Thanksgiving is just around the corner and, just like us civilians, Boston’s chefs are busily planning their holiday meals. Some, like Ana Sortun, tend toward a gourmet version of the traditional turkey dinner, while others, like Joanne Chang, opt out of cooking for themselves altogether. We polled five top Boston toques on their Thanksgiving plans. Read on to see what they’re up to.
“This year, I’m spending Thanksgiving with my girlfriend, her brother and her brother’s girlfriend. We’ve all been assigned something to do and I’m doing turkey. I’m making a turkey ballotine. It’s a little intimidating: you pull the skin off, and lay it out in a big sheet, then you take off the breast meat and lay it fat end to skinny end. Then you take off all the dark meat and make that into a farce, like a sausage, and add whatever you’d put in the stuffing to it. You roll everything up together in the skin. I cook it sous vide for about eight hours.” -Will Gilson, Garden at the Cellar
“We’re having my family’s Thanksgiving at dante, during the restaurant’s regular Thanksgiving service. My whole family is coming, so there will be about 20 or 25 of us and we’re going to take over the mezzanine floor. My family be eating the regular Thanksgiving menu. We usually go to my aunt’s, but we decided to make it easy for her. For every other holiday, my family does an Italian meal, but we do a traditional American Thanksgiving dinner.” -Dante de Magistris, dante
“We have twenty people for our Thanksgiving dinner: my husband’s [Chris Kurth of Siena Farms] family, his cousins and stuff, and my sister and a few of her friends. We don’t do anything groundbreaking, just traditional stuff. We always get a local bird and we do vegetables from the farm. All the sides are built around the last harvest: Brussels sprouts with bacon and shallots, celery root, which I do whipped with white truffle, stuffing with golden raisins, leeks and ham, parsnip flan, cooked carrots with dill, gravy finished with pomegranate molasses, and cranberry sauce with mish mish, a spice made of crystallized honey and saffron). Sofra will do a few tarts: Meyer lemon, which is my daughter’s favorite, and a pear and dried fruit tart.” -Ana Sortun, Oleana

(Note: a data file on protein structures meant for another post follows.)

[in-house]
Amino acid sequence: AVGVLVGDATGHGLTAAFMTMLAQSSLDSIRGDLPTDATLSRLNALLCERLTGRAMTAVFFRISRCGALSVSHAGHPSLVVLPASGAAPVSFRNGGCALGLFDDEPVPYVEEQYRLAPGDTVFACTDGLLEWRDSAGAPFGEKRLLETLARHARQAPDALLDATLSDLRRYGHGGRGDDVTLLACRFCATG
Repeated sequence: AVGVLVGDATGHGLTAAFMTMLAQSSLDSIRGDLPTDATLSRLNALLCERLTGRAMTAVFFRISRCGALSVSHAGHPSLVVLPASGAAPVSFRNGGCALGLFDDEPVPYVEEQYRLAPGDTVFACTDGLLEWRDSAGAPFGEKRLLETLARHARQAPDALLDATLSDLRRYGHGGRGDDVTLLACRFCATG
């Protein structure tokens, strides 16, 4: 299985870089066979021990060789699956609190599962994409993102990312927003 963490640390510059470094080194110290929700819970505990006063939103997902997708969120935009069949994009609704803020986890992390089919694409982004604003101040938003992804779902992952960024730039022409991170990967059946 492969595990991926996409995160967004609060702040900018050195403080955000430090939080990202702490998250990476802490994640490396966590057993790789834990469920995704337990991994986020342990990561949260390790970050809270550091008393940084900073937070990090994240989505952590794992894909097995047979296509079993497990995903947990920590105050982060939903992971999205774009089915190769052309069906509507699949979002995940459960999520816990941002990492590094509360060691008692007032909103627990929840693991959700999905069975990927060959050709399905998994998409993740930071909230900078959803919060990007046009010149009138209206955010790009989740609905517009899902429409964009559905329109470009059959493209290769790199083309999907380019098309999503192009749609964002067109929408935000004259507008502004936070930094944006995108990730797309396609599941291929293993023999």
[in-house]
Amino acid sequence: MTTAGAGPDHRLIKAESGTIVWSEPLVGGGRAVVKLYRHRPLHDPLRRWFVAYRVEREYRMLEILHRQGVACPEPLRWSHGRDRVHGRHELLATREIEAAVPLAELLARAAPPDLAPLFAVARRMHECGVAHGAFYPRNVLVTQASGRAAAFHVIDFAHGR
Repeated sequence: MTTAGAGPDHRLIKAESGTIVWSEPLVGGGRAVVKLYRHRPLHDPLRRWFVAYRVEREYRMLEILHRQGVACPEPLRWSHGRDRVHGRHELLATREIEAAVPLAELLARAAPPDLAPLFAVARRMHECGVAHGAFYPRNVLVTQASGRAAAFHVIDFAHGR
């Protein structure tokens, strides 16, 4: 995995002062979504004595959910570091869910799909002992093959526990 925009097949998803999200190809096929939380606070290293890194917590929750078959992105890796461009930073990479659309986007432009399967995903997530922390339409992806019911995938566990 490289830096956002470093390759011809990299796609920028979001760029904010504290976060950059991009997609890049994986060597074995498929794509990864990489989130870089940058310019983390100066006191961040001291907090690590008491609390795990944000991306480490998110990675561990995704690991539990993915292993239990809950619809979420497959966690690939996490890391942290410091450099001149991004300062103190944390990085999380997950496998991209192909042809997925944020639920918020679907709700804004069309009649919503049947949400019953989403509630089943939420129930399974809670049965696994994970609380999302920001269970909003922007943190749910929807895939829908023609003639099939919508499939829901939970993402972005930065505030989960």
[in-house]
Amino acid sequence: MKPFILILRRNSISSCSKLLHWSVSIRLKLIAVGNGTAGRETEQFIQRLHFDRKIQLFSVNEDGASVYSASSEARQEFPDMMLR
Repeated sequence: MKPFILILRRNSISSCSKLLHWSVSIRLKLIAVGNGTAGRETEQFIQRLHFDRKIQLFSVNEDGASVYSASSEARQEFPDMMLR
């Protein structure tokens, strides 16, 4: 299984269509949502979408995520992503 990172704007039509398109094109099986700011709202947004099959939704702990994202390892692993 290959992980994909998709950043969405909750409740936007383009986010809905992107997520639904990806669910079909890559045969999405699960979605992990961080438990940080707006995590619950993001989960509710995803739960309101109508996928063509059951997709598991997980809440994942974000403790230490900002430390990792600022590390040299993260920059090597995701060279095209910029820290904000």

” lot of the staff that makes us successful don’t have families around here and I grew up at a big Italian family in the North Shore, so I want to give back. The Sunday before Thanksgiving, I invite a lot of my friends from the industry, plus the staffs from all three Sel De La Terres and L’Espalier to my parent’s house in Lynnfield. This year, I think Jamie [Bissonnette of Toro] and [his wife] Coco, Will [Gilson] and [his girlfriend] Colleen, hopefully [BL Gruppo’s] Colin Lynch, Tony Susi [formerly of Sage], Dante [de Magistris]. We’ll have about fifty people. We don’t compete. I do all the turkeys and I ask people to bring some sort of food.” -Louis diBiccari, Sel De La Terre
“Thanksgiving for me is typically pretty low key. At the bakery, it’s definitely our busiest holiday and we work around the clock from Sunday through Wednesday. Sometimes, my husband [restaurateur Chris Myers] and I go to friends houses, and a few times we’ve hosted friends.Last year, my husband was out of town and I volunteered at the Pine Street Inn and I think we’ll do that again this year. There are so many people who want to give back, so they really have a plethora of people. They make it into a really festive day with great food and everyone’s in a great mood.” -Joanne Chang, flour bakery + cafe